Media Gallery

In 1991, Richard “Q-Bert” Quitevis, a 21-year-old Filipino American DJ from San Francisco, entered the prestigious, international Disco Mix Competition (DMC). He left as both the first Asian American and first Bay Area DJ to take the U.S. title, then claimed second place at the world championship. The following year, he returned with two friends, also Bay Area DJs of Filipino descent: “Mixmaster” Mike Schwartz and “DJ Apollo” Novicio. Calling themselves the Rocksteady DJs, the trio took the world title, with Q-Bert and Mike defending their championship at the next DMC. The competition’s organizers later asked them to voluntarily retire so as not to intimidate future contestants.

Over the course of the 1990s, other Filipino American scratch DJs rose to prominence, including but not limited to New York’s Vincent “Vin Roc” Punsalan and Rhodello “Roli Rho” Roque, the Bay Area’s Jon “Shortkut” Cruz and Dave “D-Styles” Cuasito, and Los Angeles’ Isaiah “Icy Ice” Dacio and Chris “Babu” Oroc, who coined the phrase “turntablist.”

Most of these scratch DJs began their careers in the 1980s as members of mobile party crews—DJs hired to provide sound and lighting services for weddings, school dances, and private parties. Whereas their older peers had grown up in a disco and New Wave era, the younger members were children of the hip-hop generation, drawn more to scratch DJing than to older, disco mixing styles. As outliers in the mobile community, the scratch DJs began to seek each other out to collaborate with and compete against, forming an emergent generation of “scratch crews.” Q-Bert, Mike, and Apollo’s Rocksteady DJs became the Invisibl Skratch Piklz; Babu and Icy Ice belonged to the Beat Junkies; and Vin Roc and Roli Rho were both members of 5th Platoon.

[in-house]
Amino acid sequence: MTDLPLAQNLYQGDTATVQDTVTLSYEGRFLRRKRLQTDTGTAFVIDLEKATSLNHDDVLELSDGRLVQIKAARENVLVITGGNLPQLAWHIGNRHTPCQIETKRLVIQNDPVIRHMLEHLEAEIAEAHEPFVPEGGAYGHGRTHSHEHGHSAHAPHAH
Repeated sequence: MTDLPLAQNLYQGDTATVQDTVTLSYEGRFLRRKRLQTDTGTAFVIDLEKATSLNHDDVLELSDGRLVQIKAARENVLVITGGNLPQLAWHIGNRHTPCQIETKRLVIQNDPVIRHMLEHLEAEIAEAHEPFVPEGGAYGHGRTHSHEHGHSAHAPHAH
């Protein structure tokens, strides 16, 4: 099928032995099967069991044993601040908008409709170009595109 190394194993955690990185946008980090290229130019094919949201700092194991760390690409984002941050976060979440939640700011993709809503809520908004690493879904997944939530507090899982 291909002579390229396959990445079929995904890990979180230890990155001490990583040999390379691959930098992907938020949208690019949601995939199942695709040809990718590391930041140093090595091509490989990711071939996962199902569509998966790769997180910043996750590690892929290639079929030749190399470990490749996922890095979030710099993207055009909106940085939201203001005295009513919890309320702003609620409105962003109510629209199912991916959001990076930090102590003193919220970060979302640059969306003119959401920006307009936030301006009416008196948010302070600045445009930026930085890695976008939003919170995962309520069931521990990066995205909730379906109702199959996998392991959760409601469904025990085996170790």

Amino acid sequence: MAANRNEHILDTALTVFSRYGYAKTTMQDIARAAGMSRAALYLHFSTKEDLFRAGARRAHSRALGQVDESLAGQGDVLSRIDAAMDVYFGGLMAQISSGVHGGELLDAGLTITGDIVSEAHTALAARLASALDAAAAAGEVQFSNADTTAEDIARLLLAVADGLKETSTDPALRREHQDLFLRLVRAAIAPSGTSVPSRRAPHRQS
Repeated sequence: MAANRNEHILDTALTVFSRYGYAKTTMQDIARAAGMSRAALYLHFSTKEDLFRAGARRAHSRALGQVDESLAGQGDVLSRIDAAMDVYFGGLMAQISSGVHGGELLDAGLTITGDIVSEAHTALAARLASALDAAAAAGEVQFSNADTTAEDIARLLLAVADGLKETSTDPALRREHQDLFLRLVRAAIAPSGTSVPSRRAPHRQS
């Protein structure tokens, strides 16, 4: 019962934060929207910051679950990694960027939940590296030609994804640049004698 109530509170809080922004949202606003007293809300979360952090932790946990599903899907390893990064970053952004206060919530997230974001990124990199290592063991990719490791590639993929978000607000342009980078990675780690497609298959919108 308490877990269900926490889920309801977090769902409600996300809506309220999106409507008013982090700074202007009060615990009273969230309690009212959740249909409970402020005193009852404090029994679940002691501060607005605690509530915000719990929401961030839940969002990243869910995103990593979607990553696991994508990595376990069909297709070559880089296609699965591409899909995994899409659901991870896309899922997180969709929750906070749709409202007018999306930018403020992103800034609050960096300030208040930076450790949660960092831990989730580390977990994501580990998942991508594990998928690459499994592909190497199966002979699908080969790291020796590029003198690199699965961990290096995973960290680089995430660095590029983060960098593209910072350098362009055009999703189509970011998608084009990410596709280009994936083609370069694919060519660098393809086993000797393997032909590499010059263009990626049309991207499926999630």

Throughout the ’90s, these crews helped instigate a sea-change in the standards and practices of hip-hop DJing. Flashy, acrobatic body tricks—a mainstay of the 1980s—lost sway as virtuosic performances of technical skill and stylistic innovations took over. Turntablists began to experiment with new scratch patterns and rhythms, much as a conventional composer creates new melodies or chord progressions. Beginning with the ’92 Rocksteady crew, they also created a new form of team-based DJing, with each member playing with and off of one another. One DJ could act as a drummer, the other a bassist, and yet another would scratch up a melody. DJing had always been highly individualized, but now they could orchestrate their efforts like a band. Form followed function too, as equipment manufacturers, most notably Japan’s Vestax, began tapping scratch DJs as design consultants for new mixers and turntables, creating entire new lines of hardware expressly designed for turntablist use.

The biggest impact that these Filipino American scratch DJs made was on the position and stature of hip-hop DJs themselves. No longer relegated to the back of the stage, they became masters of their own, self-contained, aesthetic realm, complete with their own, dedicated competitions, performances, labels, and recordings.

Oliver Wang has been writing about and studying Asian Americans in popular culture since the early 1990s. He's currently an associate professor of sociology at CSU-Long Beach and writes regularly for NPR, the Los Angeles Times, and KCET's ArtBound.

Comments are closed.